Situated in the north west of Iran, Tabriz has been severely damaged by several historical strong events in the past. One of the most important faults that caused many historical strong motions in Tabriz region is North Tabriz Fault. On 11 August 2012, Ahar region in the East Azarbaijan province experienced two strong earthquakes with Mw 6.3 and 6.1  . Seismic events often have aftershocks that may cause a second hazard for buildings. Beside this fact, aftershocks data have useful information about stress changes and source properties of the mainshocks by checking several parameters such as b-value estimations, decay rate of aftershocks with time, and seismicity rate. There are some relations that express aftershocks activity such as the Gutenberg-Richter’s and the modified Omori’s laws. These laws describe the size distribution of earthquakes and the decay rate of the aftershock activity, respectively  . Gutenberg-Richter relation  or frequency-magnitude empirical equation is: Log (N) = a − bM, where N is the cumulative number of earthquakes with the magnitude bigger than M, a and b are constants. B-value usually varies between 0.6 and 1.0. It is >1 for regions with abundant earthquake swarms. These regions probably have a weak crust that cannot support high strain and heterogeneous stress   . Moreover, aftershock sequences are described by the modified Omori law  . Our catalog recorded by Broadband Iranian Network (BIN) contained 494 aftershocks with M ≥ 2.5 in the zone. In the present study, we assessed statistical properties of aftershock sequences and investigated seismicity of North Tabriz Fault.
2. Tectonic Background and North Tabriz Fault Seismicity
Tabriz is located in the northwest of Iran. Located among west of Caspian Sea, south of Caucasus thrust belt, east of Anatolia and north of Zagros mountain range. The North Tabriz Fault is the most important structure in northwest of Iran with NW-SE trend. Hessami et al.,  believed that geomorphic features and paleoseismological studies northwest of Tabriz are a confirmation for repeated surface faulting events in North Tabriz Fault (NTF). North Tabriz Fault can be followed approximately continuously at the foot of the northern mountains near Tabriz for about 100 km, from Mishu Mountain in the west to Bostanabad in the east  . Moreover, in 1997, NTF was divided by Berberian into some segments that determined by a series of surface ruptures from the earthquakes of 1721, 1780 and 1786 AD. He believed that NTF has a total length of approximately 210 km and is a complex northwest-trending structure. Besides, NTF includes proof of right lateral strike slip and vertical displacement with the north side up  . There are several historical strong motions in the earthquake records of Tabriz the first of which occurred in 634 A.D. The most destructive events occurred in 634, 1441, 1522 and 1780  . Figure 1 shows the epicenters for some of the most important historical earthquakes in Tabriz region.
There is an important issue about Tabriz region that NTF has a long seismic gap for a strong motion. According to data from Statistical center of Iran in 2011, the population for the city and the outskirts of Tabriz is about 2,404,697 people. Therefore, seismic studies for the city and its surroundings are matters of great importance. Seismicity in Tabriz region is shown in Figure 2.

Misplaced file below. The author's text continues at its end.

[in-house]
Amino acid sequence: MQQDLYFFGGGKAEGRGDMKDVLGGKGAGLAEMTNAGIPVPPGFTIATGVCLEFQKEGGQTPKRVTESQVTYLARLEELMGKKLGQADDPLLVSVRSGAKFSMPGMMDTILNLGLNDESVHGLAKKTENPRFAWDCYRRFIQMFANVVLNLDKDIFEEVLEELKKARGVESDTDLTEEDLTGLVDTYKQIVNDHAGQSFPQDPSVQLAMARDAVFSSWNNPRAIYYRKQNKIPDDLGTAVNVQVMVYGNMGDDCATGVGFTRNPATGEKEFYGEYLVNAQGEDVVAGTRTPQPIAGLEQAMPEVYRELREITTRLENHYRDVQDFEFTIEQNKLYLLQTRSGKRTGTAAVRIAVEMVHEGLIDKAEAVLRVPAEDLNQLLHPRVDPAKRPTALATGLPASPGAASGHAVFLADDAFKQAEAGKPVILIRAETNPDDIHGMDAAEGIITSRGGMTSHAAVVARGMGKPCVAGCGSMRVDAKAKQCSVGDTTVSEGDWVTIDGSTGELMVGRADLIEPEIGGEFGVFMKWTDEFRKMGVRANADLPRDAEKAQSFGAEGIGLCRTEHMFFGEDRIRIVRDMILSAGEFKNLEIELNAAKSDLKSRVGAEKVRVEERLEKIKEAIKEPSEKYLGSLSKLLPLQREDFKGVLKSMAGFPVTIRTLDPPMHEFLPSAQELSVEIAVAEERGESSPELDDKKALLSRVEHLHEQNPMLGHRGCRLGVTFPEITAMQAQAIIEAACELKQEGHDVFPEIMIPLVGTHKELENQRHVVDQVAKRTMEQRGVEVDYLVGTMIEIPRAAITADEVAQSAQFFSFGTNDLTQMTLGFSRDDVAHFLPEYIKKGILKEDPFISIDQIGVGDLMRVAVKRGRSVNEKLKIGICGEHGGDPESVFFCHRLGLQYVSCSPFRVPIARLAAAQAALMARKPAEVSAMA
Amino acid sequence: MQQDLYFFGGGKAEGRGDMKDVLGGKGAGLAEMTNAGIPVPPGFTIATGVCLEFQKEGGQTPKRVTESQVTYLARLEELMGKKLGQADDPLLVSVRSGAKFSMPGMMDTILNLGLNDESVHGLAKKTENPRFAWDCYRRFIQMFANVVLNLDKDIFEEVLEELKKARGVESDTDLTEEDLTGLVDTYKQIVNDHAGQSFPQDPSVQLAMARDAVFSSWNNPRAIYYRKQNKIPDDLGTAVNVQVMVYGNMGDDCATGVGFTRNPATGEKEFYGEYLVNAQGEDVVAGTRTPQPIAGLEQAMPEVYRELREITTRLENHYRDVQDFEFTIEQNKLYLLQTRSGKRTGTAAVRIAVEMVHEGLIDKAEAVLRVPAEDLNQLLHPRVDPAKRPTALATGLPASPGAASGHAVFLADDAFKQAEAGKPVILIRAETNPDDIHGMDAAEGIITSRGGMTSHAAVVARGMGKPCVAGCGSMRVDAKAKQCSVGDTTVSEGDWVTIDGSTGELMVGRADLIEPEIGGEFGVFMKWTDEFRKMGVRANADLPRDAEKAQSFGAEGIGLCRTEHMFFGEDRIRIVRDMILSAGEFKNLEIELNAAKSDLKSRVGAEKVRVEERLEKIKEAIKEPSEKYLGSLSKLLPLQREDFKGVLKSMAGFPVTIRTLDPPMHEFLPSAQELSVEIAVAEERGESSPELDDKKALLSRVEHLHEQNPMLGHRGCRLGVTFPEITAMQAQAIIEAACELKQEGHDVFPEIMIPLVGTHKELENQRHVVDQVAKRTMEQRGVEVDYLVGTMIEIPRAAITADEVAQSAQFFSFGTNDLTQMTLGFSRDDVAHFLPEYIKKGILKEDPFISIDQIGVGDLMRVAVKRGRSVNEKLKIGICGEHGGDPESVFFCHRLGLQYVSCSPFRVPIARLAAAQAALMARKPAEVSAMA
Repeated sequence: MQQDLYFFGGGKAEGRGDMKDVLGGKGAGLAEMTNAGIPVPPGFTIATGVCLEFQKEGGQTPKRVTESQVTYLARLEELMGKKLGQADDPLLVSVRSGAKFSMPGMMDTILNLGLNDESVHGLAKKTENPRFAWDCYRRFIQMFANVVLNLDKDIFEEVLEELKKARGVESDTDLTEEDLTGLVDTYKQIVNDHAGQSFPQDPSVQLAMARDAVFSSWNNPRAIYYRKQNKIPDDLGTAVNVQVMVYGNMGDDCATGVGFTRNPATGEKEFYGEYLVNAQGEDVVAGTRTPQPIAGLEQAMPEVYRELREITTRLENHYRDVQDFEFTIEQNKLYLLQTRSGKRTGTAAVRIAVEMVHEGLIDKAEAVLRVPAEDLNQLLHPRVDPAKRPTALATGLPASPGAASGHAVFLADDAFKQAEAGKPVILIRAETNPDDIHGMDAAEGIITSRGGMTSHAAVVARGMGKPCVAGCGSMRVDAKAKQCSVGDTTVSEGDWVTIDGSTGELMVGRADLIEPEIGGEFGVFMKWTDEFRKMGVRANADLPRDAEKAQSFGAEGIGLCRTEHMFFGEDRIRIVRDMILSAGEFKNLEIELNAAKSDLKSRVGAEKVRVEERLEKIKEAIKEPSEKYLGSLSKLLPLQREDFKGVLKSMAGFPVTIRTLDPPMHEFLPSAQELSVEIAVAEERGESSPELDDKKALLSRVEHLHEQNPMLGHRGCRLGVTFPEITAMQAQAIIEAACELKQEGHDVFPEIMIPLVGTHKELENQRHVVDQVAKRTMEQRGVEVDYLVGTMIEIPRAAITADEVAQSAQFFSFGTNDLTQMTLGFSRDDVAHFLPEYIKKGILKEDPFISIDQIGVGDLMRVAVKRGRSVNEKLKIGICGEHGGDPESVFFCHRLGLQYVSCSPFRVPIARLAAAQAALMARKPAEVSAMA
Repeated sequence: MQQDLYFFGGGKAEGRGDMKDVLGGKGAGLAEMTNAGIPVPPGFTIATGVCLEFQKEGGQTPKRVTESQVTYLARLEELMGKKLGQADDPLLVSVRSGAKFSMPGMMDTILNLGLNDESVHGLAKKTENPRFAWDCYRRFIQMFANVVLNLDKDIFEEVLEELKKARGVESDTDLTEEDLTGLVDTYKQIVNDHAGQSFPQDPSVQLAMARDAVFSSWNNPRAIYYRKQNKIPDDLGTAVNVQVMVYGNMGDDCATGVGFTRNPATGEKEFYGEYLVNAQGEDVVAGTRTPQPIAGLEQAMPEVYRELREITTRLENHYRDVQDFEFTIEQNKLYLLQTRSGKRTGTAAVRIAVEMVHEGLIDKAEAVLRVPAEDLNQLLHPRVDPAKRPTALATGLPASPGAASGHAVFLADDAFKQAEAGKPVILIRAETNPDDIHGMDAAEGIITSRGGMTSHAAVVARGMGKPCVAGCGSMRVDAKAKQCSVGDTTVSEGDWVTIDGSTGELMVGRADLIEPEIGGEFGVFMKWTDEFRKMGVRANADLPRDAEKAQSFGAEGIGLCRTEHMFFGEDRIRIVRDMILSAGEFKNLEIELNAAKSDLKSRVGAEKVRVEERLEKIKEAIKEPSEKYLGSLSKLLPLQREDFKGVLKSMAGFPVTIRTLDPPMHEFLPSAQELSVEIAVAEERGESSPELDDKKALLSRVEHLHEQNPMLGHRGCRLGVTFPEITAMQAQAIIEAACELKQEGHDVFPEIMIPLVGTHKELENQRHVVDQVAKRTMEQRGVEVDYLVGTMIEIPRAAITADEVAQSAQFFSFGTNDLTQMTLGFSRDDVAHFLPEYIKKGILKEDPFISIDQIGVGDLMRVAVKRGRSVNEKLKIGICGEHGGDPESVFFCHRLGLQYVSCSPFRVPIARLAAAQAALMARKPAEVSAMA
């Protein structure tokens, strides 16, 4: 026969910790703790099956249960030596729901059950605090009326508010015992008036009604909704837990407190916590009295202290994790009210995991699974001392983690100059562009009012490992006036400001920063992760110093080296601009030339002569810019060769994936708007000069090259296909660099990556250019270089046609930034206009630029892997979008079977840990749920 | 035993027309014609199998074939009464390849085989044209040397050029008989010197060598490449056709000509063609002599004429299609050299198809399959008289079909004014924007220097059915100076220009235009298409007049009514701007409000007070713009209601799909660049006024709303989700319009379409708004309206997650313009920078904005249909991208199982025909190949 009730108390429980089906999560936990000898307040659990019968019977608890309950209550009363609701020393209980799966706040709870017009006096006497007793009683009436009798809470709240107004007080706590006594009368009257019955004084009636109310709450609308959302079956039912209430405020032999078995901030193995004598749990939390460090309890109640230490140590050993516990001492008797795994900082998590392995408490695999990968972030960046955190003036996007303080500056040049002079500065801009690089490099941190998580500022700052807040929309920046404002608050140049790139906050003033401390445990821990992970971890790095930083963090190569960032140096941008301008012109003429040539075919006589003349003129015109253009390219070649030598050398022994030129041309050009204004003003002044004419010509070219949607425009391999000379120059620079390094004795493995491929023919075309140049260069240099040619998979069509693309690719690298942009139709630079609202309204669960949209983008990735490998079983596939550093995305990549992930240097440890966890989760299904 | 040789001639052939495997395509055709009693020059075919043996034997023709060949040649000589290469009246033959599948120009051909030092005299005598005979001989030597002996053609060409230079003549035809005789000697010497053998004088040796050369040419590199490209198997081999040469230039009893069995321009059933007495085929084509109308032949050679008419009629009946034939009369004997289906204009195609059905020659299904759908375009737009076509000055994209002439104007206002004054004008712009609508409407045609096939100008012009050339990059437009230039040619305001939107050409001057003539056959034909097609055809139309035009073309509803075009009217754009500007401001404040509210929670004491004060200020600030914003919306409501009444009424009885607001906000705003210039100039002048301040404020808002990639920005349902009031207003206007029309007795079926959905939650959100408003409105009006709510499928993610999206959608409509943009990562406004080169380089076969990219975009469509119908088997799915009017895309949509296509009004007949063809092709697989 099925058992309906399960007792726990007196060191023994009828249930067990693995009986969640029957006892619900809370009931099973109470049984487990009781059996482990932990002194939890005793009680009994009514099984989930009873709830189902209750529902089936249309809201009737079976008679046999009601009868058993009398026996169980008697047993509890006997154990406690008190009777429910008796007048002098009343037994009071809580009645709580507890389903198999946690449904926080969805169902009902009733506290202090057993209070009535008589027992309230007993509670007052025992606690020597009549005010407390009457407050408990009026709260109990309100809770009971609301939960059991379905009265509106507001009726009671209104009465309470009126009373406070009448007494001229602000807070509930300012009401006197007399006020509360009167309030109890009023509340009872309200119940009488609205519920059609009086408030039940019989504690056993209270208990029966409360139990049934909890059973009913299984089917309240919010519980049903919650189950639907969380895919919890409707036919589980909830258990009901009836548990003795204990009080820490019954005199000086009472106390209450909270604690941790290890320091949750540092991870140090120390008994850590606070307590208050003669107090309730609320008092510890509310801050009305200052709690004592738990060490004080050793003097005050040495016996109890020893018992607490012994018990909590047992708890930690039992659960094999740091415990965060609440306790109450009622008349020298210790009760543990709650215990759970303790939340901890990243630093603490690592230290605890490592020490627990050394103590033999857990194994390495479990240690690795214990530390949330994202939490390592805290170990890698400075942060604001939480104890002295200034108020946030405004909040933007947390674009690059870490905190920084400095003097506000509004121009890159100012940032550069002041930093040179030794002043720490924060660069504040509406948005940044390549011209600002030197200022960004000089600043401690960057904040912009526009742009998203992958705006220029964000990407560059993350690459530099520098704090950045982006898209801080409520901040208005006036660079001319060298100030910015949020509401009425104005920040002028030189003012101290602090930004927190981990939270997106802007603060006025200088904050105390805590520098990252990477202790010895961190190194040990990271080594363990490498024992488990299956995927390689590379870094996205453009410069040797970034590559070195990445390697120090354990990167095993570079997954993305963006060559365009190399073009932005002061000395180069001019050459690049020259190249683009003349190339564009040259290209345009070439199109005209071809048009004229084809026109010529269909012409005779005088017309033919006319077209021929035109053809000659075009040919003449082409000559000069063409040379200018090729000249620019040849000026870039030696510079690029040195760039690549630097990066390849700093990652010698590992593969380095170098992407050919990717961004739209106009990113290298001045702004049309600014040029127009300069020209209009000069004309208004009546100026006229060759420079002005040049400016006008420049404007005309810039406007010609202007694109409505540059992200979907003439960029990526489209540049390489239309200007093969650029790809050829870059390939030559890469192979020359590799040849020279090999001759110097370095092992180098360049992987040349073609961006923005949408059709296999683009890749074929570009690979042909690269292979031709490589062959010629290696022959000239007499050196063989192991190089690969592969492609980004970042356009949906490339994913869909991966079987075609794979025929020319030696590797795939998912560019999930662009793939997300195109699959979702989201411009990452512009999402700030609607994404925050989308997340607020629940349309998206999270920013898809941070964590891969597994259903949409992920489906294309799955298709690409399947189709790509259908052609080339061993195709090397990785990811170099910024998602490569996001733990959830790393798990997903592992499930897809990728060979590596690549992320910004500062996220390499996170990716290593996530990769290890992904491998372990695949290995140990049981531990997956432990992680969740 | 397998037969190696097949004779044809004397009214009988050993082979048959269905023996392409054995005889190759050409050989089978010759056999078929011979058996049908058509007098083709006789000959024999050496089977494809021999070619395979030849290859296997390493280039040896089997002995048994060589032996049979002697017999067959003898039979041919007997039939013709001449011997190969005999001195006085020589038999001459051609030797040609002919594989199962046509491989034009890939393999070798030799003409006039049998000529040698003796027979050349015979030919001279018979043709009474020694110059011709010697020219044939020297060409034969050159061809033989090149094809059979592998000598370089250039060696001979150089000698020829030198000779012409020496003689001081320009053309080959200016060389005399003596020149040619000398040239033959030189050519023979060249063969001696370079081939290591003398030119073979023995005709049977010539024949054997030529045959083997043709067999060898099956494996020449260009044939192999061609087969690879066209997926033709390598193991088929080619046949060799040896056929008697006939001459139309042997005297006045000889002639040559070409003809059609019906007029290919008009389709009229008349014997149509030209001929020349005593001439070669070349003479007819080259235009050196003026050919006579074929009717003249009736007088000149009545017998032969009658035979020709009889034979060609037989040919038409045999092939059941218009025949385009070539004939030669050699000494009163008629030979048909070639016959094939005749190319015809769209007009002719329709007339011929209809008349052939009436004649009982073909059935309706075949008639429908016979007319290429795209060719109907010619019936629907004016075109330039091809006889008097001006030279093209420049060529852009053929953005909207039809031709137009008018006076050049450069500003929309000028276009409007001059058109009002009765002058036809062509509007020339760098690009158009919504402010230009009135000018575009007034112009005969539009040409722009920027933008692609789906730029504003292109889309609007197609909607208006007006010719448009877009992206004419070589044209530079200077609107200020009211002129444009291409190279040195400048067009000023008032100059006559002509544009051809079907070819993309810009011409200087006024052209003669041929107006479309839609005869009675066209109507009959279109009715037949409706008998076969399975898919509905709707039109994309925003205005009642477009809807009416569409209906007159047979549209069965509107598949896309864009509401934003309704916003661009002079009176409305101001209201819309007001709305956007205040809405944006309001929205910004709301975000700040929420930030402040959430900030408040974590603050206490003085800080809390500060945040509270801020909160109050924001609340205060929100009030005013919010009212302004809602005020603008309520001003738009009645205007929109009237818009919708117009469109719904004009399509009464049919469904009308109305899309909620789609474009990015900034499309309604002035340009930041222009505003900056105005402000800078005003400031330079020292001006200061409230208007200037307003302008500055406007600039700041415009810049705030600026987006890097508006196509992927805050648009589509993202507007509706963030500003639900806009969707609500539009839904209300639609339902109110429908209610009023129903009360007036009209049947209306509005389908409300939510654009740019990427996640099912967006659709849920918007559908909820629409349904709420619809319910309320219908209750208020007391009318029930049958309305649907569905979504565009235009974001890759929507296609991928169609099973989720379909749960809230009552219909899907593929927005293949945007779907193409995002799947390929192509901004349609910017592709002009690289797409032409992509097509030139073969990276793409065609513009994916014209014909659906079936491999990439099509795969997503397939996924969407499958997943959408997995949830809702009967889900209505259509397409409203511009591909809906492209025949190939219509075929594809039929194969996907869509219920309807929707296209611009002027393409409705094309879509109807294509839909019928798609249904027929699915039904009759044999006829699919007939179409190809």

Figure 1. Historical seismicity of north-central Iran.
Figure 2. Instrumental seismicity of East Azerbaijan province.
3. Statistical Properties of Aftershocks
In any major seismic activity, aftershocks are an important part for researches. They occur due to static and dynamic stress redistribution in nearby main shocks   . One of the most important topics in seismology is the statistical properties of aftershocks occurrence. In this study, the Ahar-Varzeghan aftershocks are considered in order to analyze their spatial and temporal variations. First, we try to plot only aftershocks in an independent map. Figure 3 shows the hypocenters of the aftershock sequences of the two earthquakes. The strongest trend of events (all sizes of shocks in general with M ≥ 2.5) is observed East-West part along the surface rupture of Varzeghan earthquake on 11 August 2012, in which the highest density of events concentrated in west of Ahar (the north of Heris). The aftershock sequences of the two earthquakes contain about 7.5-month time period, that is from the time of the mainshock (11 August 2012) until 30 March 2013, about 494 data for the twin earthquakes. We had three large events for aftershocks (M > 5.0), especially occurred after 3 and 4 days (M = 5.2 and 5.1, respectively) and 3 months (M = 5.6) from the time of the mainshocks.
Besides, assessing the magnitude of completeness for earthquake catalogs is an essential step for any seismicity analysis. The magnitude of completeness (Mc) is defined as the lowest magnitude at which 100% of the events in a space-time volume are detected  and  . Moreover, Wiemer and Katsumata,  believed that the completeness in magnitude varies as a function of space and time. In this study, the magnitude of completeness (Mc) is determined for aftershocks. Mc is estimated for samples of 20 events/window for the 11 August 2012 earthquakes. The variations of Mc with time for aftershocks are shown in Figure 4. At the first day of the earthquakes (11 August 2012), the highest of aftershocks occurred with Mc, 4.0 for M ≥ 2.5 in our catalog and then decreased to about 3.0 and 2.9. Finally, after about two days from the mainshock, it changed to 2.5. It also changed to about 2.8 after about 80 days and then again decreased to 2.5. Besides, we showed that the temporal distribution of aftershocks is empirically well-described by the modified Omori law  through the following equation:
where n(t) is the frequency of aftershocks per unit time at time t after the main shock, and k, c, and p are constants. C-value is a constant time that relates to the rate of aftershocks in the early part of an aftershock sequence, K depends on the total number of events in the catalog of aftershocks, and c depends on the rate of activity in the earliest part of the aftershocks.